Each inner hole 60a has a longitudinal axis that intersects the plane of upper surface 30. In this arrangement, inner holes 60a extend toward a superior vertebra in the implanted state. Conversely, each outer hole 60b has a longitudinal axis that intersects the plane of lower surface 40. In this arrangement, outer holes 60b extend toward an inferior vertebra in the implanted state. Fastener holes 60 are also angled laterally with respect to the implant, as shown in FIG. 2. Two of the holes 60 extend toward a left side 26 of body 20, and two of the holes extend toward a right side 28 of body 20. Fastener holes 60 are preferably oriented in a symmetrical arrangement with respect to at least one axis of the implant. In FIG. 2, for example, fastener holes 60 are symmetrically arranged with respect to anterior-posterior axis “X.” Inner fastener holes 60a have a diverging axis of entry with respect to axis X, and outer fastener holes 60b have a diverging axis of entry with respect to axis X. A symmetrical arrangement of the fastener holes, and consequently the fixation members, provides a more balanced resistance to stress forces, and a more uniform hold.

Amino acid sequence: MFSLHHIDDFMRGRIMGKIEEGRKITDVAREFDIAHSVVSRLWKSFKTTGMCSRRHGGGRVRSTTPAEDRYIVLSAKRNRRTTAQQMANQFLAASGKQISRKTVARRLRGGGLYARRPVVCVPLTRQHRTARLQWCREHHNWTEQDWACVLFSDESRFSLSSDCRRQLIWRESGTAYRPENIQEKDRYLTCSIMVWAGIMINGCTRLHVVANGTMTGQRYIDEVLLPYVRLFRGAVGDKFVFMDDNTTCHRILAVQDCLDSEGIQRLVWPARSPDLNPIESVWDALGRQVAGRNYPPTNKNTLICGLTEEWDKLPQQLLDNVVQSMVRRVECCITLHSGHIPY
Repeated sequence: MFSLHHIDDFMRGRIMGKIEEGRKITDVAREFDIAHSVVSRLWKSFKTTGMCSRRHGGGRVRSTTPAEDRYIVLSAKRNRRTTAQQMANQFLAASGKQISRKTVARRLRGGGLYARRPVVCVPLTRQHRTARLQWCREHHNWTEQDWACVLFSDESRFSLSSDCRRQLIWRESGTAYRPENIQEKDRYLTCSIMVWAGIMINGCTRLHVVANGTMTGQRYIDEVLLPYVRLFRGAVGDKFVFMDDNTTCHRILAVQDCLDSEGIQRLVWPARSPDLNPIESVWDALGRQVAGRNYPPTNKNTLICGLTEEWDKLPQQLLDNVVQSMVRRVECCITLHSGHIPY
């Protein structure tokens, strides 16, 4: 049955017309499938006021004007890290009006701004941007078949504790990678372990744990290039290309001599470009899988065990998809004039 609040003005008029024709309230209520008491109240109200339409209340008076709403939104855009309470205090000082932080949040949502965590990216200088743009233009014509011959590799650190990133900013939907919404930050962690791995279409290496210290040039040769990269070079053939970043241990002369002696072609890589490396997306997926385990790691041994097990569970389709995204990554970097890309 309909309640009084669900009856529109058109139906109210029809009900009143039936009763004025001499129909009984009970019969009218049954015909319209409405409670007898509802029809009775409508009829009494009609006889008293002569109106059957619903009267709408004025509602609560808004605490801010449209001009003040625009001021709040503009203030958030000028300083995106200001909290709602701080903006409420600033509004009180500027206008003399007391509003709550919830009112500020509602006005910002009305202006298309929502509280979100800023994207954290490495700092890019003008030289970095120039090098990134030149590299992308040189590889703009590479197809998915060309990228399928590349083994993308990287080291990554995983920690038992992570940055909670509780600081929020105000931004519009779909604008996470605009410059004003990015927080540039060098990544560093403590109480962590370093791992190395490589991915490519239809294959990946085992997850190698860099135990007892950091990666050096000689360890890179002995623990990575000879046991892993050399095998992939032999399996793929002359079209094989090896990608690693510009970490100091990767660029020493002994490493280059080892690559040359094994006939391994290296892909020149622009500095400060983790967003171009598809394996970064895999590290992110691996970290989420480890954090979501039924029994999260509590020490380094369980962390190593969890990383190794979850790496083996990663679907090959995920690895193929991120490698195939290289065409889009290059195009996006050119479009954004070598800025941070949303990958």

Referring again to FIG. 1, fastener holes 60 each contain a fixation screw 90. Each screw 90 includes a rounded locking head 92 similar to those described in International Pub. No. WO 2006/040063 A1 and a threaded shank 94. Screws 90 that are inserted through inner fastener holes 60a extend through the bone graft space 24 and the plane of upper surface 30. Screws 90 that are inserted through inner fastener holes 60b extend through the bone graft space 24 and the plane of lower surface 40. Because screws 90 are able to translate and pivot in response to subsidence, loads applied to body 20 and screws 90 are distributed into the graft space.